Mathias Enard’s novel Zone consists of a single sentence lasting 512 pages, ending with a full stop. Mike McCormack’s Solar Bones has a single sentence lasting for 216 pages and ends unpunctuated, floating away on the Mayo breeze.
Now, in Ducks, Newburyport, Lucy Ellmann has written a continuous sentence (punctuated only by commas and ending with a full stop) which lasts for close to 1,000 pages, a total made difficult to calculate due to an auxiliary story which nuzzles into the main text every so often. This is written in a more conventional fashion, unlike every other part of the novel which works as a continuous flow of thoughts and associations; an approach that is not in any way gimmicky.
It is, instead, an extraordinary achievement of wit and imagination detailing the life and inner reasoning of a contemporary and conventional American woman who lives in Ohio with her husband and four children, the oldest of whom is from an earlier, much less successful marriage. Along with the details of her daily life – much of it spent making pies which she sells to local restaurants and cafes – she muses on films, music, animals and, eventually, just about every subject imaginable (there are, for example, several references to Ireland and a couple of mentions of lectures by Declan Kiberd).
In one of several disturbing sections of the novel, Ellman makes a telling comparison between Sand Creek and Sandy Hook
The manner in which the narrator’s thoughts are conveyed is the principal achievement of this astounding novel.
There is a complete sense of authenticity in the way that words get associated in her mind, a rolling catalogue of great humour and invention (always beginning with “the fact that”, a device that ought to become tiresome, but which never does): “the fact that you never expect people to keel over until they actually do, Howard Keel, Kellogg’s, head over heels, his head in his hands, hand in hand, hand over the loot . . . ”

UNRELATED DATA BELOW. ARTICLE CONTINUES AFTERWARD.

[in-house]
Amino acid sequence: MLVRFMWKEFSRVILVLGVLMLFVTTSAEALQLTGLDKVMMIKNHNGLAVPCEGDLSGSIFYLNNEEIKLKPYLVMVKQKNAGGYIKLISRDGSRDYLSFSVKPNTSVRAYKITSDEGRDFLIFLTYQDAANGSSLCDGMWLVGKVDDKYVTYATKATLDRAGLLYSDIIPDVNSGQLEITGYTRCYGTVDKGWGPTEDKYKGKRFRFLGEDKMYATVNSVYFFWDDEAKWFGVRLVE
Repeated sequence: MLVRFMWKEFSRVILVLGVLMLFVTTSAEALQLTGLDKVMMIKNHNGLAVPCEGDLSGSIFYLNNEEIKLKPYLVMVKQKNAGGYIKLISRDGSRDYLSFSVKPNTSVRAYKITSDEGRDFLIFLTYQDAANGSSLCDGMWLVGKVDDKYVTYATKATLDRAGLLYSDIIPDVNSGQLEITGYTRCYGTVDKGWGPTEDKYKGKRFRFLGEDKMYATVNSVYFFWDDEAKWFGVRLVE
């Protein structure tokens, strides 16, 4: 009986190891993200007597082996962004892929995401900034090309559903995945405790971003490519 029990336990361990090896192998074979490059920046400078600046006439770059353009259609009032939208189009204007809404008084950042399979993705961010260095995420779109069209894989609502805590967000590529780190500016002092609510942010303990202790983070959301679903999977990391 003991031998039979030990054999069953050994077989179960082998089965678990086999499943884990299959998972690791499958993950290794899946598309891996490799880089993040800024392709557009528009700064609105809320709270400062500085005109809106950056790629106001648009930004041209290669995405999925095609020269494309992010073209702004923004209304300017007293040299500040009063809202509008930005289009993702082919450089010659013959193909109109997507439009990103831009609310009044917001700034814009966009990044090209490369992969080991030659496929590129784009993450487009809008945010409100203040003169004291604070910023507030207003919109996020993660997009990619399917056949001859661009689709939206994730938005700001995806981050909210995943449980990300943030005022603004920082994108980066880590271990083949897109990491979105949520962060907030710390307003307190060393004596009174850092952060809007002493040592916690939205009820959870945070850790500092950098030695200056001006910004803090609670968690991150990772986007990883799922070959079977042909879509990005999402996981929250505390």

Added to the mixture are references to clickbait which randomly occur throughout the text: “Six Reasons Your Eyes Are Tired”, “What Scientists Found Deep In The Ocean”. A further device used to great effect is the setting up of motifs which usually appear for the first time without any apparent context and then recur several more times, one of which creates an unexpected connection so, for example, the phrase “Jesus saved me” is used many times before the amusing truth of its real meaning becomes known.
Within all of this badinage and workaday detailing, other more serious purposes become clear as the narrator is increasingly concerned with the appalling history of brutality deployed to establish the United States and the continuation of that viciousness on an official level and among the enthusiastic proponents of gun ownership (the “open carry” movement is a particular source of revulsion for her).
In one of several disturbing sections of the novel, Ellman makes a telling comparison between Sand Creek and Sandy Hook. In the former, about 500 Cheyenne and Arapaho people (most of them women and children) were massacred by the US army, and in the latter, 26 people, 20 of them children, were shot by one man, an inconvenient fact denied by the pro-gun lobby who sought to suggest that it was a “false flag operation”.
The bewildering cruelty which manifests itself in so many aspects of US society is further explored in the more conventionally told story which is interlaced through the novel until it becomes a major part of the main text.
This concerns an Eastern Cougar who has recently given birth to cubs which are captured, thus forcing their mother to enter the proximity of people. There are excellent critiques of humans from the cougar’s perspective: “the lioness had never really studied these gangly creatures up close. Their vertiginous forms confused her. They seemed to have little connection to the earth, muscles gone to seed, spines brittle and inflexible, with arms vainly dangling at their sides.”
By the time this strand of the novel entwines with the lives of the main human characters, the novel has developed a linear narrative that seemed unlikely during much of the earlier part of the book, with its plotless but brilliant deliberations on the difficulties of being a parent, a daughter, the child of a much-missed mother and a multitude of commonplace topics.
There’s so much more to this amazing novel. Undoubtedly it’s a long read, but it is never less than rewarding to engage with the observations of this companionable narrator. The fact that the writing has a beautiful cadence and rhythm. The fact that I haven’t even mentioned all the hilarious, salty comments about Trump (“Super callous fragile racist sexist Nazi Potus”). The fact that this isn’t just one of the outstanding books of 2019, it’s one of the outstanding books of the century, so far.